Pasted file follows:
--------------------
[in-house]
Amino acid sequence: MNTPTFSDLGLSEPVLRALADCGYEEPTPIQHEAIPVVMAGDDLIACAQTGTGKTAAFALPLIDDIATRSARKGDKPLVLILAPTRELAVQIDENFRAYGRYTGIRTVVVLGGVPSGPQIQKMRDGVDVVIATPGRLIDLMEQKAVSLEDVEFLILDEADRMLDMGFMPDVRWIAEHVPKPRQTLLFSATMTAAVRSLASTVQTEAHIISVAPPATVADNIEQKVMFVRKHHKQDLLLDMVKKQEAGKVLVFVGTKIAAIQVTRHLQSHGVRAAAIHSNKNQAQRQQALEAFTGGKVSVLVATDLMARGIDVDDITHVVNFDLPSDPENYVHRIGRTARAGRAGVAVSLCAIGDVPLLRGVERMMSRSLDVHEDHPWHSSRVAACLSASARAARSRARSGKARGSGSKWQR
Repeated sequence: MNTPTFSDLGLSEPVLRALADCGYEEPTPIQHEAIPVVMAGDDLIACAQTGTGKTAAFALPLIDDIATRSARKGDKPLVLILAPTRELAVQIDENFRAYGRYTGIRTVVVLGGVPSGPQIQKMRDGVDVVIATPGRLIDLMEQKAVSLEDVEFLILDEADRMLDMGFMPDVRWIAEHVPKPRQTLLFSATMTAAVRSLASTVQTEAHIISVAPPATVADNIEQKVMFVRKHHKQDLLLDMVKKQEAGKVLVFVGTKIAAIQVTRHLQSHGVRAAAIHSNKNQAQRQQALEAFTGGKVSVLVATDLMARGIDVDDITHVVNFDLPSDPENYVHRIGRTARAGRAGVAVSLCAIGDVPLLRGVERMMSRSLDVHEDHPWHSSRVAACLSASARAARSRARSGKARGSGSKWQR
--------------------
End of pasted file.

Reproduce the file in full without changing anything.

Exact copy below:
[in-house]
Amino acid sequence: MNTPTFSDLGLSEPVLRALADCGYEEPTPIQHEAIPVVMAGDDLIACAQTGTGKTAAFALPLIDDIATRSARKGDKPLVLILAPTRELAVQIDENFRAYGRYTGIRTVVVLGGVPSGPQIQKMRDGVDVVIATPGRLIDLMEQKAVSLEDVEFLILDEADRMLDMGFMPDVRWIAEHVPKPRQTLLFSATMTAAVRSLASTVQTEAHIISVAPPATVADNIEQKVMFVRKHHKQDLLLDMVKKQEAGKVLVFVGTKIAAIQVTRHLQSHGVRAAAIHSNKNQAQRQQALEAFTGGKVSVLVATDLMARGIDVDDITHVVNFDLPSDPENYVHRIGRTARAGRAGVAVSLCAIGDVPLLRGVERMMSRSLDVHEDHPWHSSRVAACLSASARAARSRARSGKARGSGSKWQR
Repeated sequence: MNTPTFSDLGLSEPVLRALADCGYEEPTPIQHEAIPVVMAGDDLIACAQTGTGKTAAFALPLIDDIATRSARKGDKPLVLILAPTRELAVQIDENFRAYGRYTGIRTVVVLGGVPSGPQIQKMRDGVDVVIATPGRLIDLMEQKAVSLEDVEFLILDEADRMLDMGFMPDVRWIAEHVPKPRQTLLFSATMTAAVRSLASTVQTEAHIISVAPPATVADNIEQKVMFVRKHHKQDLLLDMVKKQEAGKVLVFVGTKIAAIQVTRHLQSHGVRAAAIHSNKNQAQRQQALEAFTGGKVSVLVATDLMARGIDVDDITHVVNFDLPSDPENYVHRIGRTARAGRAGVAVSLCAIGDVPLLRGVERMMSRSLDVHEDHPWHSSRVAACLSASARAARSRARSGKARGSGSKWQR